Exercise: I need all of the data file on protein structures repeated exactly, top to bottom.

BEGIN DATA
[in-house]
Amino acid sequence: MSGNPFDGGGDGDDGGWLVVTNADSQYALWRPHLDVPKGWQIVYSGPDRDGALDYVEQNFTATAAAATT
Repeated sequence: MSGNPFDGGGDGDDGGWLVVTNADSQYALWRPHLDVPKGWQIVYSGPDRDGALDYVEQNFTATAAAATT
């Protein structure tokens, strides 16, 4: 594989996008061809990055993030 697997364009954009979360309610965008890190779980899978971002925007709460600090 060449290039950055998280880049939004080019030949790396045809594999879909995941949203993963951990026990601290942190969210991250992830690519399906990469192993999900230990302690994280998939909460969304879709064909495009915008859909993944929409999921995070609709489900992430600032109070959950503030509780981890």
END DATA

[in-house]
Amino acid sequence: MSGNPFDGGGDGDDGGWLVVTNADSQYALWRPHLDVPKGWQIVYSGPDRDGALDYVEQNFTATAAAATT
Repeated sequence: MSGNPFDGGGDGDDGGWLVVTNADSQYALWRPHLDVPKGWQIVYSGPDRDGALDYVEQNFTATAAAATT
């Protein structure tokens, strides 16, 4: 594989996008061809990055993030 697997364009954009979360309610965008890190779980899978971002925007709460600090 060449290039950055998280880049939004080019030949790396045809594999879909995941949203993963951990026990601290942190969210991250992830690519399906990469192993999900230990302690994280998939909460969304879709064909495009915008859909993944929409999921995070609709489900992430600032109070959950503030509780981890």